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A push to stem rise in pot use

Believing that the increase in public marijuana smoking is a “larger public health issue,” Cambridge Police Commissioner Robert Haas said officers will continue with efforts to combat the pot puffing  — despite the city council voting down ordinance suggestions.

Believing that the increase in public marijuana smoking is a “larger public health issue,” Cambridge Police Commissioner Robert Haas said officers will continue with efforts to combat the pot puffing — despite the city council voting down ordinance suggestions.


“I don’t think we can keep giving citations and write our way out if it,” Haas said yesterday.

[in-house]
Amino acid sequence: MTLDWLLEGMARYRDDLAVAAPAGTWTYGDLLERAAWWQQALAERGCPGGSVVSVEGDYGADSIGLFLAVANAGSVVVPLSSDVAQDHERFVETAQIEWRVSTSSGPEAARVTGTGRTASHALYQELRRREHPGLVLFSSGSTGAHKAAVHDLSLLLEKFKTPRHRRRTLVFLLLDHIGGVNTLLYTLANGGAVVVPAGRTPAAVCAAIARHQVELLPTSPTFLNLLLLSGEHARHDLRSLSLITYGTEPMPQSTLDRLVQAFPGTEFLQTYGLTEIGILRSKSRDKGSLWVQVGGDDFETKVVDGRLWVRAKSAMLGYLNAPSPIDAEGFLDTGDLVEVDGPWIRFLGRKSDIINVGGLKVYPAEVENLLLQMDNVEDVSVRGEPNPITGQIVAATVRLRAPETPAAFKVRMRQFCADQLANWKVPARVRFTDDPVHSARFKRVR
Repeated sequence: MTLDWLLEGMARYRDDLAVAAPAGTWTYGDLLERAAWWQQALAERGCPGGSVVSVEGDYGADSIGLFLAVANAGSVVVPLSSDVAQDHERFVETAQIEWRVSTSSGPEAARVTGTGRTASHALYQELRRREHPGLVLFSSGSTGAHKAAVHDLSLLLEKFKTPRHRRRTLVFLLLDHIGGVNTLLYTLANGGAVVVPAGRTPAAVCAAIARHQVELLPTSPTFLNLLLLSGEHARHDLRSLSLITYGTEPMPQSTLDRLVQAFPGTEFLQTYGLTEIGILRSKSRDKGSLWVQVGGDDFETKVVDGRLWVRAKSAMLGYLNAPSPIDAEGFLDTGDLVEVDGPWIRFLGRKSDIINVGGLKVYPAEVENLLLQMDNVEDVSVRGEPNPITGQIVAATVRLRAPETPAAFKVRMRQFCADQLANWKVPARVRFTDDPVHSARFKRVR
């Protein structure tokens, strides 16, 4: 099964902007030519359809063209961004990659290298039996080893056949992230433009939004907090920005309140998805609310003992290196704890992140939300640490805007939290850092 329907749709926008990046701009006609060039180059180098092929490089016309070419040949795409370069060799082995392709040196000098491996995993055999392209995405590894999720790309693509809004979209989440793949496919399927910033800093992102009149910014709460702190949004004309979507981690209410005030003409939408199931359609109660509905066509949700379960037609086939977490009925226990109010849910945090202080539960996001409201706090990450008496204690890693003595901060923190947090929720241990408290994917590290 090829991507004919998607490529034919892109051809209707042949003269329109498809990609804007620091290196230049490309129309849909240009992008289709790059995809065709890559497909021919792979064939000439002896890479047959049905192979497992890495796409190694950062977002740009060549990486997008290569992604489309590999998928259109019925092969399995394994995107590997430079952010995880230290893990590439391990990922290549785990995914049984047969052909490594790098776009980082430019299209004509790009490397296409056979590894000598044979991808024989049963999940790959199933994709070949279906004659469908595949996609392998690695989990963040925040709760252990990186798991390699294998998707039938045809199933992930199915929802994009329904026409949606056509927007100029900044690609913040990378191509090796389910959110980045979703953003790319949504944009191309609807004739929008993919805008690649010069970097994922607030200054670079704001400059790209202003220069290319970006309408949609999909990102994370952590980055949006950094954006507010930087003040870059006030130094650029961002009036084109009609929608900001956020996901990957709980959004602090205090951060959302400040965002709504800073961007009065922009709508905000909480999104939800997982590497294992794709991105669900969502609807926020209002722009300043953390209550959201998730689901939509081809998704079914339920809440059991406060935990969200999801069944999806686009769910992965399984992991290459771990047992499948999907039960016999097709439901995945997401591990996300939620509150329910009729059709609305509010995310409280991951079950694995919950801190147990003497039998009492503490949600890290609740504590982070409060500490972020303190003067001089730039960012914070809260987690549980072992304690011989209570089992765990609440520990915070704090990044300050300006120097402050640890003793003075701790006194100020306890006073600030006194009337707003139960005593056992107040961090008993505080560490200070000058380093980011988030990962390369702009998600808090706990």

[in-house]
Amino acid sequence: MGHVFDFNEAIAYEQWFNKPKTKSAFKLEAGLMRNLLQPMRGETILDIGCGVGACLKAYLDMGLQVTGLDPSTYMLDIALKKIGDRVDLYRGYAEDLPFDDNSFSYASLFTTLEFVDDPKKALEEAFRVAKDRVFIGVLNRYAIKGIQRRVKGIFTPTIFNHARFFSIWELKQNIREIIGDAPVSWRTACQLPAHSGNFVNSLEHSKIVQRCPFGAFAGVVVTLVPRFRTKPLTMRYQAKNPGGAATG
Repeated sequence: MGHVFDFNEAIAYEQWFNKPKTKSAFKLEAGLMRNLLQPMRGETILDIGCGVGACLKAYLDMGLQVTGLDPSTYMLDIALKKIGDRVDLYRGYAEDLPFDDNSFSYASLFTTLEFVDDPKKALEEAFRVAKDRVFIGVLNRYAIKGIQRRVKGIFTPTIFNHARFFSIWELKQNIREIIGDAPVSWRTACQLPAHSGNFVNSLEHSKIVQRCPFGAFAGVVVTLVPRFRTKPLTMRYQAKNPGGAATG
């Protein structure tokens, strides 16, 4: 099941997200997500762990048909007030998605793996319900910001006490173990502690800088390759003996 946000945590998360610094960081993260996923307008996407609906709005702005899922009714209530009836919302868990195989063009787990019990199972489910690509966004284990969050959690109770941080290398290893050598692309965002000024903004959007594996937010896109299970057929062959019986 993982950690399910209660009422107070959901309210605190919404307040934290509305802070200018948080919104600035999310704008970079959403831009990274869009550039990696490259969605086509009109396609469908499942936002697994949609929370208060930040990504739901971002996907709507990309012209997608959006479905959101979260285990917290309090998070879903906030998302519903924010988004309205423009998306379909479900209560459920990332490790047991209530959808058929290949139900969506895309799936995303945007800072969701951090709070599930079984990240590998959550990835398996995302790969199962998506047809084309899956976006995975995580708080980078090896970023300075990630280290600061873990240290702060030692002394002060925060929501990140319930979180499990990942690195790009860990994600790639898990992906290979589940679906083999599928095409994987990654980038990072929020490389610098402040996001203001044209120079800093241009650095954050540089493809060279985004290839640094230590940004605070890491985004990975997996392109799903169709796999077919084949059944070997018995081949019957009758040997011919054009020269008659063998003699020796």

Haas provided an update to city officials earlier this month that cited an increase of public consumption of marijuana in Cambridge, particularly by school children.


He said the number of youths cited for possession has increased this year by about three times over last year.


The increase is concerning not only for police, but also for other city officials.


“We’ve just seen over the last probably six or eight years that trend starting to go up again and it’s disconcerting,” said Gisela Rots, director of the Cambridge Prevention Coalition. “In conversations we’ve had with teens, they think it’s kind of the social norm.”


Haas said that some of the increase in citations is due to a misunderstanding of the decriminalization of the drug that took effect in early 2009.


He suggested a pair of ordinances to help police stem the increase, but the city council last week voted down a review of them, according to the Cambridge Chronicle.


Mayor David Maher was unavailable to comment yesterday.

 
 
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